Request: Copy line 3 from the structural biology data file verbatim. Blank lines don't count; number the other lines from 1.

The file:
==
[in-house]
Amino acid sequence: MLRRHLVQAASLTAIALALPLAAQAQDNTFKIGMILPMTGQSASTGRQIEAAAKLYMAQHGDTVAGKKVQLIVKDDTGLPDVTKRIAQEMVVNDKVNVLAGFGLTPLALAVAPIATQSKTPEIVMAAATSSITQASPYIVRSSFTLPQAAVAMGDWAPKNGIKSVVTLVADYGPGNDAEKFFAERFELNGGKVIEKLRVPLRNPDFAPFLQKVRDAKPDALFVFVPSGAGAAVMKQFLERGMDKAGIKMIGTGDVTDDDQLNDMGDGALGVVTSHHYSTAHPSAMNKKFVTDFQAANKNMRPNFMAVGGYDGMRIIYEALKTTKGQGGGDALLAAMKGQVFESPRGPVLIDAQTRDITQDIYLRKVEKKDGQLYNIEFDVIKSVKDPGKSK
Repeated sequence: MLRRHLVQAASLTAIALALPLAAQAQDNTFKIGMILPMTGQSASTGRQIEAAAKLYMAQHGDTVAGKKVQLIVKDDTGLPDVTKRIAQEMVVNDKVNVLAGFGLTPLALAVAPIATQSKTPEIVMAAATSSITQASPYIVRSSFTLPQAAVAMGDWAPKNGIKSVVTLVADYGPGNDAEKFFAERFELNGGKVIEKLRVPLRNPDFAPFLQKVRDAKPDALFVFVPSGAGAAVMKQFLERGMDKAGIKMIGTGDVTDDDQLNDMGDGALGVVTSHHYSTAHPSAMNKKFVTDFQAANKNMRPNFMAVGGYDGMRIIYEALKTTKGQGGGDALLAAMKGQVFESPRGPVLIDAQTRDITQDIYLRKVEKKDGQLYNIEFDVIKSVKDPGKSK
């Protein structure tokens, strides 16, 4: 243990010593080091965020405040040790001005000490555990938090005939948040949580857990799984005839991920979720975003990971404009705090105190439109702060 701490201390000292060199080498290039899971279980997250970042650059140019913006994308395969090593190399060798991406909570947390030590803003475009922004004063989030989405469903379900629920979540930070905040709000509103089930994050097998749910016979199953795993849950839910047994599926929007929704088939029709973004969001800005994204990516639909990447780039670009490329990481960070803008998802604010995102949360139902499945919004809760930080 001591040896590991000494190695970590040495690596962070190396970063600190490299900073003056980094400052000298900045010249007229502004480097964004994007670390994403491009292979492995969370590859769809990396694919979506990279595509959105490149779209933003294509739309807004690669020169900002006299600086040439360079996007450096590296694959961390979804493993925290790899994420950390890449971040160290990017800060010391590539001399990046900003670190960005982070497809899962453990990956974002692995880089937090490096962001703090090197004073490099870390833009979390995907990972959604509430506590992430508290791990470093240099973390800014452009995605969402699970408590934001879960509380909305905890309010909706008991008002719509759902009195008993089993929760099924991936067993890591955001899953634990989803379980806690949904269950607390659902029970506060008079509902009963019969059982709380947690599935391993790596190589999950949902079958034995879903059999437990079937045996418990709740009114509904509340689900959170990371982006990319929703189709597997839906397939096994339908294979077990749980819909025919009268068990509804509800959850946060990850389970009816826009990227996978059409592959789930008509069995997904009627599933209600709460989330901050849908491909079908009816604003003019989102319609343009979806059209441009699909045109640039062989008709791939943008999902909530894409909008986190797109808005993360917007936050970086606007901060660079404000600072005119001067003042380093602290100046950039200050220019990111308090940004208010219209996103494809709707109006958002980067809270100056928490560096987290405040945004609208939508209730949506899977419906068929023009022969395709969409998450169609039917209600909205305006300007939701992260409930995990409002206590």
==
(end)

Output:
Repeated sequence: MLRRHLVQAASLTAIALALPLAAQAQDNTFKIGMILPMTGQSASTGRQIEAAAKLYMAQHGDTVAGKKVQLIVKDDTGLPDVTKRIAQEMVVNDKVNVLAGFGLTPLALAVAPIATQSKTPEIVMAAATSSITQASPYIVRSSFTLPQAAVAMGDWAPKNGIKSVVTLVADYGPGNDAEKFFAERFELNGGKVIEKLRVPLRNPDFAPFLQKVRDAKPDALFVFVPSGAGAAVMKQFLERGMDKAGIKMIGTGDVTDDDQLNDMGDGALGVVTSHHYSTAHPSAMNKKFVTDFQAANKNMRPNFMAVGGYDGMRIIYEALKTTKGQGGGDALLAAMKGQVFESPRGPVLIDAQTRDITQDIYLRKVEKKDGQLYNIEFDVIKSVKDPGKSK